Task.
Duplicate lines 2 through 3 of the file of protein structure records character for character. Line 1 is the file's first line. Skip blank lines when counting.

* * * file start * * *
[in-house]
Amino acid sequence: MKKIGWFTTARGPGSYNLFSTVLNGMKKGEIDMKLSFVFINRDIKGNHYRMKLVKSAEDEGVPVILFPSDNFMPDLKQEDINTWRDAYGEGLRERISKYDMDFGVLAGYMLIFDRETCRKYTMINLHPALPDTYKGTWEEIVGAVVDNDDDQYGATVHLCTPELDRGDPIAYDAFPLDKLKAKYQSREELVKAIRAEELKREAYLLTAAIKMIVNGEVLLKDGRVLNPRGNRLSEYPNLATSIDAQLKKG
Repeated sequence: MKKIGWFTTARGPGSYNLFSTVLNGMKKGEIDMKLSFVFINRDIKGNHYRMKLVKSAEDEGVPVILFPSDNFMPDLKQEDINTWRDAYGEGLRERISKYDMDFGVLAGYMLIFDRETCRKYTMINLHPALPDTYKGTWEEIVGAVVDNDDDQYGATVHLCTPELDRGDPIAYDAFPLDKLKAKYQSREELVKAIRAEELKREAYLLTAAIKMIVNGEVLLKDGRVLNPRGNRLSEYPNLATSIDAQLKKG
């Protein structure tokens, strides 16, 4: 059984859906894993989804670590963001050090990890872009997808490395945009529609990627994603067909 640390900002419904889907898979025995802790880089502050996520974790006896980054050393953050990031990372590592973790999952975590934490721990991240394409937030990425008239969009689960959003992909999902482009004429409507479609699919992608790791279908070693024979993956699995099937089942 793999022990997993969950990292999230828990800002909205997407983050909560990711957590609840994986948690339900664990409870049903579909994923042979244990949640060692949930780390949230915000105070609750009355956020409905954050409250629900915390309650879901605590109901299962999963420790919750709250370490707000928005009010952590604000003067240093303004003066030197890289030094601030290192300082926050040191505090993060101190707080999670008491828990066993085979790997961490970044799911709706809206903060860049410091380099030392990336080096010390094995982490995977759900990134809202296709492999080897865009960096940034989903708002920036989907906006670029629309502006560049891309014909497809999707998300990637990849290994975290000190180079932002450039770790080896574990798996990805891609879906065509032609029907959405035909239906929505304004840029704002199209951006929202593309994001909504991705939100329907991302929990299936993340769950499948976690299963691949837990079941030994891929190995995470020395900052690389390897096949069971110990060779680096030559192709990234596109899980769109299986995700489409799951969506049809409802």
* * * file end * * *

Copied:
Amino acid sequence: MKKIGWFTTARGPGSYNLFSTVLNGMKKGEIDMKLSFVFINRDIKGNHYRMKLVKSAEDEGVPVILFPSDNFMPDLKQEDINTWRDAYGEGLRERISKYDMDFGVLAGYMLIFDRETCRKYTMINLHPALPDTYKGTWEEIVGAVVDNDDDQYGATVHLCTPELDRGDPIAYDAFPLDKLKAKYQSREELVKAIRAEELKREAYLLTAAIKMIVNGEVLLKDGRVLNPRGNRLSEYPNLATSIDAQLKKG
Repeated sequence: MKKIGWFTTARGPGSYNLFSTVLNGMKKGEIDMKLSFVFINRDIKGNHYRMKLVKSAEDEGVPVILFPSDNFMPDLKQEDINTWRDAYGEGLRERISKYDMDFGVLAGYMLIFDRETCRKYTMINLHPALPDTYKGTWEEIVGAVVDNDDDQYGATVHLCTPELDRGDPIAYDAFPLDKLKAKYQSREELVKAIRAEELKREAYLLTAAIKMIVNGEVLLKDGRVLNPRGNRLSEYPNLATSIDAQLKKG